• Kevin Fallon

    In a fall TV season that’s already making a splash for championing diverse, distinctive voices in an array of projects that they created, wrote, and starred in, Better Things on FX stands out. The show is created by, written by, and starsPamela Adlon. She plays Sam Fox, the single mother of three daughters modeled after her own reality-show-ready experience raising three girls in Los Angeles following a divorce. Sam is also, like Adlon, a working actress — on shows both raunchy, a la Californication, and animated for children, like her role on Recess. It’s a refreshingly blunt take on single motherhood without sacrificing the warmth of parental love, portraying the dance between selfishness and selflessness that’s at the heart of being a parent — especially one weathering the hormonal fireworks of a household of four women at different ages.

  • David Wiegand

    The fall TV season doesn’t count as much as it used to — we already know that. But no matter how many retreads the broadcast networks throw at viewers in the next few months, this fall will be memorable because of the premiere of Atlanta on Tuesday, Sept. 6, on FX. The half-hour comedy created by and starring Donald Glover (Community), simply and brilliantly recalibrates our expectations of what a TV comedy is and how black lives are portrayed on the medium.

  • Louisa Ada Seltzer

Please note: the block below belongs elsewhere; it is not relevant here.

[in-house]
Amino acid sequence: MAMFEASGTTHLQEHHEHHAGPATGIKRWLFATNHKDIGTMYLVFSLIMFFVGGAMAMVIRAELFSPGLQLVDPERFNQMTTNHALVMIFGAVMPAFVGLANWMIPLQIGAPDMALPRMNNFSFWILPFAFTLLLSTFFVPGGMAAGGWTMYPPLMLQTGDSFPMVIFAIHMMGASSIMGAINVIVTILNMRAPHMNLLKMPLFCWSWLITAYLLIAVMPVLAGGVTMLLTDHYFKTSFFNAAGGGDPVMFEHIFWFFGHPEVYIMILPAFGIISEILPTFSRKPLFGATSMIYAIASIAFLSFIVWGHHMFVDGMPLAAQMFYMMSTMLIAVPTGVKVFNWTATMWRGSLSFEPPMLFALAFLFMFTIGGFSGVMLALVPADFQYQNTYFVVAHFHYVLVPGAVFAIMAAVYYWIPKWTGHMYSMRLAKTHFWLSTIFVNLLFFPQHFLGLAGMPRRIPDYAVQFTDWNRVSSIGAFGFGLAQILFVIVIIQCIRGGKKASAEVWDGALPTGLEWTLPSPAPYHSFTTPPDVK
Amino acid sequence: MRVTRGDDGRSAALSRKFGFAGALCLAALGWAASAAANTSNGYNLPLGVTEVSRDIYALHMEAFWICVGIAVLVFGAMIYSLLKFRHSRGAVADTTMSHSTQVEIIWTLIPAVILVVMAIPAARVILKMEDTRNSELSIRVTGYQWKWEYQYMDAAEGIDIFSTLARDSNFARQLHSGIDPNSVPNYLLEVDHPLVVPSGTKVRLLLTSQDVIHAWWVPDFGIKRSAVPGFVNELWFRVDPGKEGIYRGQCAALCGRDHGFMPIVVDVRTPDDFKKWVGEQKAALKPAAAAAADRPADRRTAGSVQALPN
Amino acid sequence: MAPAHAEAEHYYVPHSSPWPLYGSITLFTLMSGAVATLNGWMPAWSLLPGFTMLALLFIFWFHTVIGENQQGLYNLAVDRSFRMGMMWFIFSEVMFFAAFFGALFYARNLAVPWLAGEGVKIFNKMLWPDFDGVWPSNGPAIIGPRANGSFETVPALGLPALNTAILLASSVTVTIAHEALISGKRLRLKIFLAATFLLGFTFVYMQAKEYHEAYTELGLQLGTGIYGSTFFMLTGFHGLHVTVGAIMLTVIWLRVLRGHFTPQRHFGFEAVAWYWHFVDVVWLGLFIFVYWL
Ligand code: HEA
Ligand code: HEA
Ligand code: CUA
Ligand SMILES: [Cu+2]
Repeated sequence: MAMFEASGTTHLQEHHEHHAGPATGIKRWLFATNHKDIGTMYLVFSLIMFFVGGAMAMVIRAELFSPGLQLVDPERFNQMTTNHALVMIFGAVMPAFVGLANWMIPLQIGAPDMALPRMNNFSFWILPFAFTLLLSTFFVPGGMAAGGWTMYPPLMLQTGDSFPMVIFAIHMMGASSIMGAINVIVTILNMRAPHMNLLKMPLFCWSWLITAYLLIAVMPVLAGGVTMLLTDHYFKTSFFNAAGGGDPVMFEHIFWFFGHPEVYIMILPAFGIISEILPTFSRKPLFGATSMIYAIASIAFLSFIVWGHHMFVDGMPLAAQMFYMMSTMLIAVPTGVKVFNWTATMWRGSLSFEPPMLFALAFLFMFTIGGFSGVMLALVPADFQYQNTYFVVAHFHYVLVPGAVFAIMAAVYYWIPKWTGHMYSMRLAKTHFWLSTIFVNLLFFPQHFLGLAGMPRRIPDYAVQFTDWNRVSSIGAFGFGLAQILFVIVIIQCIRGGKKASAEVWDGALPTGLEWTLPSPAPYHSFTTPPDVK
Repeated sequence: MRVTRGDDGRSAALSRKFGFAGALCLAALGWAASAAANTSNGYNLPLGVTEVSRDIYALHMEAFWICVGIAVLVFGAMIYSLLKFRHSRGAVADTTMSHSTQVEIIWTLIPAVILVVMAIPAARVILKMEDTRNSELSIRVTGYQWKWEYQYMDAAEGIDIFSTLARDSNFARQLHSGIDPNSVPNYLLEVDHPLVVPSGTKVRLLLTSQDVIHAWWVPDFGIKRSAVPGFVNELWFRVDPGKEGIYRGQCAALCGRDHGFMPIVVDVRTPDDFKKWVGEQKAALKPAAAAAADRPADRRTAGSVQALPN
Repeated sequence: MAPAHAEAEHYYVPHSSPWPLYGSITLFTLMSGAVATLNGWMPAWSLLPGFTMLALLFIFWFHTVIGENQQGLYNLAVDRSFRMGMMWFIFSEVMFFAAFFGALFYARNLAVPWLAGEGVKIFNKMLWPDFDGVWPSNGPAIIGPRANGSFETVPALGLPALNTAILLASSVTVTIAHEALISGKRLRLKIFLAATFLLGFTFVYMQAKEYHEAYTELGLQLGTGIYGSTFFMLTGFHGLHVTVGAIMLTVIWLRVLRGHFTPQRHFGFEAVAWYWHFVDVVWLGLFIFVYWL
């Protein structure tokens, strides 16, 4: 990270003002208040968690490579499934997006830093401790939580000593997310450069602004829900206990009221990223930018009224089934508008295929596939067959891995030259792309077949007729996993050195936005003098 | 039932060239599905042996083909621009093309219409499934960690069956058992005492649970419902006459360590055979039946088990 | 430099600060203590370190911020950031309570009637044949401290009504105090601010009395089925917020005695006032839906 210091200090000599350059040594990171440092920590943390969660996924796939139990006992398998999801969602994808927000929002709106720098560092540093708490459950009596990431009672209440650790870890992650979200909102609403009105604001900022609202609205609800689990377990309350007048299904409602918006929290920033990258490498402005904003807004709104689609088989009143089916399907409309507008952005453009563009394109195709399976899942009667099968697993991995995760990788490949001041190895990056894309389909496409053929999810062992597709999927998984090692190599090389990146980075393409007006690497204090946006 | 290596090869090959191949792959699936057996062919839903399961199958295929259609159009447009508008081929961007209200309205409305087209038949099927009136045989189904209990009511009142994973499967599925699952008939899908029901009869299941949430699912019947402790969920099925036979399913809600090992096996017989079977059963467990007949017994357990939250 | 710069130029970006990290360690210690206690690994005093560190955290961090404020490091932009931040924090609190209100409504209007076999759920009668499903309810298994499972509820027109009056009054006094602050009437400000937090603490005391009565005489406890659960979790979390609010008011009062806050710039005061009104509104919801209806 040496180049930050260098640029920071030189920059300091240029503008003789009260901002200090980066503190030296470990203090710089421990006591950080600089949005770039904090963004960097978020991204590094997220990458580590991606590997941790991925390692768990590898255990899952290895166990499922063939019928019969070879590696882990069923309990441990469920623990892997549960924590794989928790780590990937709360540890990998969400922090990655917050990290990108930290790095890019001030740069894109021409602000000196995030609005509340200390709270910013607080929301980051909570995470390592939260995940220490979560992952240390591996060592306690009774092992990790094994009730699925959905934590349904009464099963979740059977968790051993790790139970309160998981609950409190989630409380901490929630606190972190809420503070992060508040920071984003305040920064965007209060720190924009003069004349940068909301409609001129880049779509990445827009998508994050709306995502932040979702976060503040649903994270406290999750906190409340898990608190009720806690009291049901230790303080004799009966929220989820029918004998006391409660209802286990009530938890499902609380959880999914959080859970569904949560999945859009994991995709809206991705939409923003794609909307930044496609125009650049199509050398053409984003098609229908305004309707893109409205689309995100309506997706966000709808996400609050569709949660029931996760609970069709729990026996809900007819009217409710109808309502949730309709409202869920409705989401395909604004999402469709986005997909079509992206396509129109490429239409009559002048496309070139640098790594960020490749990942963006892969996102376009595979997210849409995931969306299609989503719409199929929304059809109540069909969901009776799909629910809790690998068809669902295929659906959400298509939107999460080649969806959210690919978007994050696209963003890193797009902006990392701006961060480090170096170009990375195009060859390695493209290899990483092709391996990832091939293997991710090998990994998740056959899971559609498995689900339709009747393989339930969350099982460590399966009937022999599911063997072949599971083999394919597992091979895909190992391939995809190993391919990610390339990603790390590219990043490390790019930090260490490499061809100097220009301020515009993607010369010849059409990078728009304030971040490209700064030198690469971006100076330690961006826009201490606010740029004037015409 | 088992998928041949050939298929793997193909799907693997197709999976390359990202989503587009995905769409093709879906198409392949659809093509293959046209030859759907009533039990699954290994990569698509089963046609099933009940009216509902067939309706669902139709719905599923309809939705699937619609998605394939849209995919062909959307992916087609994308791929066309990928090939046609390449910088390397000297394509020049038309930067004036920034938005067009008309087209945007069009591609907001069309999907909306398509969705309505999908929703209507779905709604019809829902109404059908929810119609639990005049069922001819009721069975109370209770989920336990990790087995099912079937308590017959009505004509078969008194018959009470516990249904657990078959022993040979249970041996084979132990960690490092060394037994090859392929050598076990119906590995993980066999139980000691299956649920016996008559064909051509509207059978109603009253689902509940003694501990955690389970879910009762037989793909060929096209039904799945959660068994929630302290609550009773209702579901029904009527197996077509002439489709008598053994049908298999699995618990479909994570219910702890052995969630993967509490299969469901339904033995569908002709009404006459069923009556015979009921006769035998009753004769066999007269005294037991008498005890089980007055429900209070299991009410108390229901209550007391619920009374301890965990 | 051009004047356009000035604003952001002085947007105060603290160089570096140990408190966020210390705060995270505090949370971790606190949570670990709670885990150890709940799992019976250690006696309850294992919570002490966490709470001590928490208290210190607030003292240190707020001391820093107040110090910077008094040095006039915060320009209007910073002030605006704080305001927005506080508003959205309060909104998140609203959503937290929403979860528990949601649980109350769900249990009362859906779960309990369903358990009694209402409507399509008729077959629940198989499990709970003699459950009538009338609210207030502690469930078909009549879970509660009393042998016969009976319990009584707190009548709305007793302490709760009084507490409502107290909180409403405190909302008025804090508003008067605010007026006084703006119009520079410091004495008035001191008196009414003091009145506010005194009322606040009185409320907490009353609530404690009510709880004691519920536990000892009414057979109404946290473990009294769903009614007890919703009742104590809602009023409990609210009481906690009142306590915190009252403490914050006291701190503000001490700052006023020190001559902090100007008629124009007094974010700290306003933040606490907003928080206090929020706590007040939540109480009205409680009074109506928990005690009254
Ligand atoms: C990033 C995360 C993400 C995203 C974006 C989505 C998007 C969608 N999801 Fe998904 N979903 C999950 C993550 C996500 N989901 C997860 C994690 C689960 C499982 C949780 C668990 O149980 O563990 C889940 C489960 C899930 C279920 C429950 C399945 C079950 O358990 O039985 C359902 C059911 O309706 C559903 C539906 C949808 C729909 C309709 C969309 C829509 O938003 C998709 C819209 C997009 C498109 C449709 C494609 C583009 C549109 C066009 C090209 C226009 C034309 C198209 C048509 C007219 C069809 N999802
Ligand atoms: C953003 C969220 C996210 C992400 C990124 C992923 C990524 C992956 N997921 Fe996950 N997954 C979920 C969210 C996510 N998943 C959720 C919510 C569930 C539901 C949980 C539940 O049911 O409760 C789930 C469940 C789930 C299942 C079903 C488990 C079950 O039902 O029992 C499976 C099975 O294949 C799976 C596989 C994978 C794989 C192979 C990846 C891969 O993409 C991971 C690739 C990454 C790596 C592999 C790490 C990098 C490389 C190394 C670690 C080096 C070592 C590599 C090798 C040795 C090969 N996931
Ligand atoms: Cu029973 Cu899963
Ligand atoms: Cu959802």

The second reboot of the 1980s John Candy movie Uncle Buck, bumped by ABC from midseason, has the same tired jokes you'll find on any second-rate sitcom. Too bad, because Mike Epps is appealing and ABC would be wise to keep him around for future shows, but there’s just not enough to this show to suggest it will last past summer. It also airs against NBC’s America’s Got Talent, summer’s No. 1 program on broadcast, which may make it even harder to find an audience.

  • Neil Genzlinger

    Bryan Cranston brings his Tony Award-winning interpretation of President Lyndon B. Johnson to television in an adaptation of the Robert Schenkkan play All the Way, and it’s still quite a sight to behold, just as it was on Broadway in 2014. Nothing beats witnessing this kind of larger-than-life portrayal onstage, of course. But the television version, presented by HBO, offers plenty of rewards, allowing Cranston to work the close-ups and liberating him from the confines of a theater set. Cranston’s performance is a gem — in his hands, this accidental president comes across as an amazing bundle of contradictions, someone who seems at once too vulgar for the job and just right for it.